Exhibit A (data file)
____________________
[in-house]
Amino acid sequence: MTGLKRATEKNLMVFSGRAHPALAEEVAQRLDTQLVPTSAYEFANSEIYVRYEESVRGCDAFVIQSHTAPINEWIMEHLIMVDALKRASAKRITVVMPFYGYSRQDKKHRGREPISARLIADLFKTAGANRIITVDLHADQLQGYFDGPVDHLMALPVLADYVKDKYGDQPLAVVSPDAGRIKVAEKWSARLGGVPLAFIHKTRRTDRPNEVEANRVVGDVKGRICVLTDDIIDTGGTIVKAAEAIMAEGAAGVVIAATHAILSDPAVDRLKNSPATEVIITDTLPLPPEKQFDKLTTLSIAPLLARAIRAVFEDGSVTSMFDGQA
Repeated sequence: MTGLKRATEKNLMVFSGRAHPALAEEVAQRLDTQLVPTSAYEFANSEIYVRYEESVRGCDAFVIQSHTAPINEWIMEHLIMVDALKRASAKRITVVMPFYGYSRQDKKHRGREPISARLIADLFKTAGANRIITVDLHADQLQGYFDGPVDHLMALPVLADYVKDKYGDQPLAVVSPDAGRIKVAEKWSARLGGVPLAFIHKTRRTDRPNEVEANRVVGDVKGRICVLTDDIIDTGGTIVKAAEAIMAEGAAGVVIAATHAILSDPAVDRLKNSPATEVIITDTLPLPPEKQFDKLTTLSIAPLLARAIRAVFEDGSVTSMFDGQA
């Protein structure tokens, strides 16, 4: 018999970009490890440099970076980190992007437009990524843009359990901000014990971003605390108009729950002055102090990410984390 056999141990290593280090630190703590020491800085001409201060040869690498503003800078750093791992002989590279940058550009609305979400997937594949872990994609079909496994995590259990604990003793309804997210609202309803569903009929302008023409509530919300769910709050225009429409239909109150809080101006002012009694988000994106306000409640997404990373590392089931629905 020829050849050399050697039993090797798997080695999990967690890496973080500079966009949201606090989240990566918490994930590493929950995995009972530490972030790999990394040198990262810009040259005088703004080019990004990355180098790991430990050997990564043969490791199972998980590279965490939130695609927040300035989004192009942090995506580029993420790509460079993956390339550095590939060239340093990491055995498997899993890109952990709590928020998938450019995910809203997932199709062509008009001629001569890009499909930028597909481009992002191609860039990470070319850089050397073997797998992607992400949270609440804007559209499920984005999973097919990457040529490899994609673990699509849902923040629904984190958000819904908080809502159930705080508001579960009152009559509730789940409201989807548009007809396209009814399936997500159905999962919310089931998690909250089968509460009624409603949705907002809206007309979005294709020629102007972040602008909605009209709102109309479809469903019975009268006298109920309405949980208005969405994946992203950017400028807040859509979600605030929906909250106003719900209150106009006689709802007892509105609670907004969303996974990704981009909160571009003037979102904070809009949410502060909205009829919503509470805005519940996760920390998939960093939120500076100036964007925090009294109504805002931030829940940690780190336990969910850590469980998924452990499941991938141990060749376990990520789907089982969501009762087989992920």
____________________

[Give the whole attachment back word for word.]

[in-house]
Amino acid sequence: MTGLKRATEKNLMVFSGRAHPALAEEVAQRLDTQLVPTSAYEFANSEIYVRYEESVRGCDAFVIQSHTAPINEWIMEHLIMVDALKRASAKRITVVMPFYGYSRQDKKHRGREPISARLIADLFKTAGANRIITVDLHADQLQGYFDGPVDHLMALPVLADYVKDKYGDQPLAVVSPDAGRIKVAEKWSARLGGVPLAFIHKTRRTDRPNEVEANRVVGDVKGRICVLTDDIIDTGGTIVKAAEAIMAEGAAGVVIAATHAILSDPAVDRLKNSPATEVIITDTLPLPPEKQFDKLTTLSIAPLLARAIRAVFEDGSVTSMFDGQA
Repeated sequence: MTGLKRATEKNLMVFSGRAHPALAEEVAQRLDTQLVPTSAYEFANSEIYVRYEESVRGCDAFVIQSHTAPINEWIMEHLIMVDALKRASAKRITVVMPFYGYSRQDKKHRGREPISARLIADLFKTAGANRIITVDLHADQLQGYFDGPVDHLMALPVLADYVKDKYGDQPLAVVSPDAGRIKVAEKWSARLGGVPLAFIHKTRRTDRPNEVEANRVVGDVKGRICVLTDDIIDTGGTIVKAAEAIMAEGAAGVVIAATHAILSDPAVDRLKNSPATEVIITDTLPLPPEKQFDKLTTLSIAPLLARAIRAVFEDGSVTSMFDGQA
């Protein structure tokens, strides 16, 4: 018999970009490890440099970076980190992007437009990524843009359990901000014990971003605390108009729950002055102090990410984390 056999141990290593280090630190703590020491800085001409201060040869690498503003800078750093791992002989590279940058550009609305979400997937594949872990994609079909496994995590259990604990003793309804997210609202309803569903009929302008023409509530919300769910709050225009429409239909109150809080101006002012009694988000994106306000409640997404990373590392089931629905 020829050849050399050697039993090797798997080695999990967690890496973080500079966009949201606090989240990566918490994930590493929950995995009972530490972030790999990394040198990262810009040259005088703004080019990004990355180098790991430990050997990564043969490791199972998980590279965490939130695609927040300035989004192009942090995506580029993420790509460079993956390339550095590939060239340093990491055995498997899993890109952990709590928020998938450019995910809203997932199709062509008009001629001569890009499909930028597909481009992002191609860039990470070319850089050397073997797998992607992400949270609440804007559209499920984005999973097919990457040529490899994609673990699509849902923040629904984190958000819904908080809502159930705080508001579960009152009559509730789940409201989807548009007809396209009814399936997500159905999962919310089931998690909250089968509460009624409603949705907002809206007309979005294709020629102007972040602008909605009209709102109309479809469903019975009268006298109920309405949980208005969405994946992203950017400028807040859509979600605030929906909250106003719900209150106009006689709802007892509105609670907004969303996974990704981009909160571009003037979102904070809009949410502060909205009829919503509470805005519940996760920390998939960093939120500076100036964007925090009294109504805002931030829940940690780190336990969910850590469980998924452990499941991938141990060749376990990520789907089982969501009762087989992920």